• Compile a list of all the people you’ve ministered to through your outreach and mercy ministry and contact them to find out what their most critical current needs are.
        • Ask those in your congregation who have already built trust with ethnic minorities (leaders of ethnic congregations that meet in your building, ESL teachers, etc.) what specific needs they are aware of among those they serve, and how they suggest your congregation might best help.
        • Find ways to build on these already existing relationships: Can you help ESL teachers with technology so that classes can continue online? Can they invite their students to watch your online worship service, and perhaps do a vocabulary lesson built around the sermon concepts? Can you have the sermon translated into the primary languages of the ESL students? Can the ESL teachers do a Q and A with those students that watch the worship service? Can an ESL prayer group meet online, with the pastor as a participant, using simple vocabulary and avoiding “insider” language?
        • Invite church families or small groups to “adopt” a family in need, stay in touch with them and deliver the items they need.
        • Create a church call in center for people who are scared, worried, getting angry with their family, etc. Staff a phone center where people can receive prayer and counsel.
    1. Practicing being part of a connectional church
        • Many PCA churches are not located in poor and marginalized communities.
        • The Ethnos Coalition members represent over 100 churches ministering to those in deep distress from this pandemic. Contact any of the Ethnos Coalition members and they will help you connect with diaconates serving those who are disproportionately affected by the pandemic.

Connecting with ethnic minorities in our communities in ways they will understand

Multilingual virus information: Refugees and other immigrants and internationals in our communities whose primary language is other than English may not have received even the most basic reliable CoVid-19 information in their first language.

Thanks to Rachael Stone of Restoring Hope Roanoke (and an ESL trainer!) for collating links to reliable coronavirus print and video resources in dozens of languages in one document:


Perhaps some of your members work in health care? Or serve on local or state government or hospital or clinic boards? They might be grateful to have these linguistically targeted resources to disperse accurate information to some of the most vulnerable in your community.

A pastor of Christ the King PCA in Philadelphia who ministers to Brazilians has worked with a graphic artist to produce Portuguese CoVid-19 handouts on how to protect oneself and others and is also posting short virus updates in Portuguese with Biblical messages of hope several times a week on his YouTube channel.

Spiritual resources in other languages: Everyone is experiencing the disruption of all that once seemed dependable.  Speakers of other languages in your community are especially hungry for eternal spiritual truths. Here is a short list of websites with hopeful content:

    • This new website gathers Biblical resources in 2,500 languages. Find the language, dialect you want then choose something to share with those you know who speak that language:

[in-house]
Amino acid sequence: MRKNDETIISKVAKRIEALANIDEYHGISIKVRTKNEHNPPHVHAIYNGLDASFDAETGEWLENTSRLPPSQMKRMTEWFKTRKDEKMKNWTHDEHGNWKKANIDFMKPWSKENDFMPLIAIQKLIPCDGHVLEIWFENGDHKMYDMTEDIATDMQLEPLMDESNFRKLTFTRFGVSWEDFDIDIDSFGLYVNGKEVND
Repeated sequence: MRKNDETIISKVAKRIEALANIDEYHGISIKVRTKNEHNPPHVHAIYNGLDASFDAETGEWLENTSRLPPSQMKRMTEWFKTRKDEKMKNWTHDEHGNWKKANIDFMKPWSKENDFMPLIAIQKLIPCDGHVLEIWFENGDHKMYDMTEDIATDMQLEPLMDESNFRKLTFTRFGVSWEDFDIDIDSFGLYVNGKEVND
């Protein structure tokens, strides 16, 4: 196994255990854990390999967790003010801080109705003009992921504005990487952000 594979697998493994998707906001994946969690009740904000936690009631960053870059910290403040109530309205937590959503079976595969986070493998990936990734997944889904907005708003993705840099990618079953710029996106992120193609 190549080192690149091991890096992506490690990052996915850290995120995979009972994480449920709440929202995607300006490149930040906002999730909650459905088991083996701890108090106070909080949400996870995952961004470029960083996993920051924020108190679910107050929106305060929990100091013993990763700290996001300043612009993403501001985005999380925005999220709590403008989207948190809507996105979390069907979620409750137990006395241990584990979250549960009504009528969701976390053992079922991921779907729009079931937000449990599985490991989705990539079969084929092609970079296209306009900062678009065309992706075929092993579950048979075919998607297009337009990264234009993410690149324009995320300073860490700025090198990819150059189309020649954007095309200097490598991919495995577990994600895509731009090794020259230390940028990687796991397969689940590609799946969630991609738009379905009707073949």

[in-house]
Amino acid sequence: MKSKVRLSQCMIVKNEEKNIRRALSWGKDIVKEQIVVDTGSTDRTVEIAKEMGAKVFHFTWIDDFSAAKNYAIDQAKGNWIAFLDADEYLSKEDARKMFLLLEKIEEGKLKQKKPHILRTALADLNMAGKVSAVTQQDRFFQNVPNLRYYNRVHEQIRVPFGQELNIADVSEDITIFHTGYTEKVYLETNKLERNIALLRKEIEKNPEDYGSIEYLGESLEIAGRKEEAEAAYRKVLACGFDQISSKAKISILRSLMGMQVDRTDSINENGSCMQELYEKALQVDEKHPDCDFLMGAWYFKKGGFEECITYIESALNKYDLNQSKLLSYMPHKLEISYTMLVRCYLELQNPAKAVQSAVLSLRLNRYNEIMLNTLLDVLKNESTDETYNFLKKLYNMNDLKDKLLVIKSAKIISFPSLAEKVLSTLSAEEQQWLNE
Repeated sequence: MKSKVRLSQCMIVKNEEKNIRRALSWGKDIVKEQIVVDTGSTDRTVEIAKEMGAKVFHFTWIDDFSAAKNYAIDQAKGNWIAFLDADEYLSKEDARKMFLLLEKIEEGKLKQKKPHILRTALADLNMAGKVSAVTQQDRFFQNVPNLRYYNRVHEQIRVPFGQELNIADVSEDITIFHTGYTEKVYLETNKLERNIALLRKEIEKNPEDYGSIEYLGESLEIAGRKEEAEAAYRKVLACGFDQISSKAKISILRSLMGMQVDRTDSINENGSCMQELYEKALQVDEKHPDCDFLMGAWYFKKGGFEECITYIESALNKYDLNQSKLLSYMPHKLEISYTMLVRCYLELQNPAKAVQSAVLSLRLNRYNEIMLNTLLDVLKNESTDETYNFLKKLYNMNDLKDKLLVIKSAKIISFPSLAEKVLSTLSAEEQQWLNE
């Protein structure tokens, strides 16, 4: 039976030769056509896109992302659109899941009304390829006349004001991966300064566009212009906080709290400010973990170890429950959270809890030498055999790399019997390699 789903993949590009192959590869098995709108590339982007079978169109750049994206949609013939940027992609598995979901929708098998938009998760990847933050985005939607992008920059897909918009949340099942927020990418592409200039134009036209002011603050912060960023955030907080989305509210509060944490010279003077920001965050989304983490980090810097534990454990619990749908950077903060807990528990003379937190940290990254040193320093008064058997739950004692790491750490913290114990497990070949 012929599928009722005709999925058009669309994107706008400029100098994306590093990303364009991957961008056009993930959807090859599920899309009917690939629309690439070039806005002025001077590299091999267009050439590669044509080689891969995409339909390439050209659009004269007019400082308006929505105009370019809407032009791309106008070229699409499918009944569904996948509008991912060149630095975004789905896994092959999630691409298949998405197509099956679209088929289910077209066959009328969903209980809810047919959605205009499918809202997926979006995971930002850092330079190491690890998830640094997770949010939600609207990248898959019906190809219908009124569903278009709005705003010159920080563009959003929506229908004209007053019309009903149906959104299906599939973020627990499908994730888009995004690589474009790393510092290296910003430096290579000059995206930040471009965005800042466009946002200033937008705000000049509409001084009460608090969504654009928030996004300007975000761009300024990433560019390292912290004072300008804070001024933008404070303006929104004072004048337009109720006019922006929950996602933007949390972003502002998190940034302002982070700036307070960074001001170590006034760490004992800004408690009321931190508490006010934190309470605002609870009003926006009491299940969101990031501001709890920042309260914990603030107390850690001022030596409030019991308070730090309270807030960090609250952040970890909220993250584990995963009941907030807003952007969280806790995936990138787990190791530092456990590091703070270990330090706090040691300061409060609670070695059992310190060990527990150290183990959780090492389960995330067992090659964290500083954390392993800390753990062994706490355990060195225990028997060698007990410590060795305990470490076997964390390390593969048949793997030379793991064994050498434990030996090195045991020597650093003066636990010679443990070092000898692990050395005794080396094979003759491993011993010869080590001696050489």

Are you a pastor of a church that worships in a language other than English now doing your services or perhaps short videos in that language online, that could be shared with others?  Consider posting them on Facebook or YouTube videos so that their reach can be multiplied as many are spending hours on their phones or tablets, searching for meaningful content.

What spiritual resources in other languages might it be possible for you to produce at this time, either on your own or through collaboration with other ethnic churches? This could be a real comfort and encouragement to refugees, immigrants and internationals who are suffering deeply during the pandemic. We’d love to hear about what you’ve done and share it with others who could benefit!

It is no accident that refugees, immigrants and other internationals are present in our communities. It is part of God’s plan to draw them to Himself, as Acts 17:26 and 27 makes clear. “And he made from one man every nation of mankind to live on all the face of the earth, having determined allotted periods and the boundaries of their dwelling place, that they should seek God, and perhaps feel their way toward him and find him. Yet he is actually not far from each one of us.”

Every believer is part of God’s plan to do that! And many are already our brothers and sisters in Christ! God works powerfully in the midst of brokenness.  Will we allow Him to work through us to address the physical and spiritual well-being of our neighbors?

It is time to be bold and honest. It is time to love our neighbors and be the salt and light of the world. For such a time as this…

It is our prayer that the suggestions in this document will inspire and equip you to act lovingly and mercifully to ALL of your neighbors. “Blessed are the merciful, for they shall receive mercy.” (Matthew 5:7)

The Ethnos Coalition invites you to reach out to any of them with specific questions or comments.  It is our desire to help you love your neighbor effectively. Our contact information is available on the Mission to North America website at https://2019.pcamna.org/

The Ethnos Coalition* Ministry Coordinators & Directors collaborated on this article:

Hernando Sáenz – Hispanic Ministries, (Chairman, Ethnos Coalition)

Alex Jun – Korean American Leadership Initiative

Bill Sim – Korean Ministries

Darcy Caires – Network of Portuguese Speaking Churches

Dony St. Germain – Haitian American Ministries

Pat Hatch- Refugee and Immigrant Ministries

Randy Nabors – Urban and Mercy Ministries

Wy Plummer – African American Ministries

Jeb Bland – Native American/First Nations Ministries (Editor)

Updated on December 11, 2020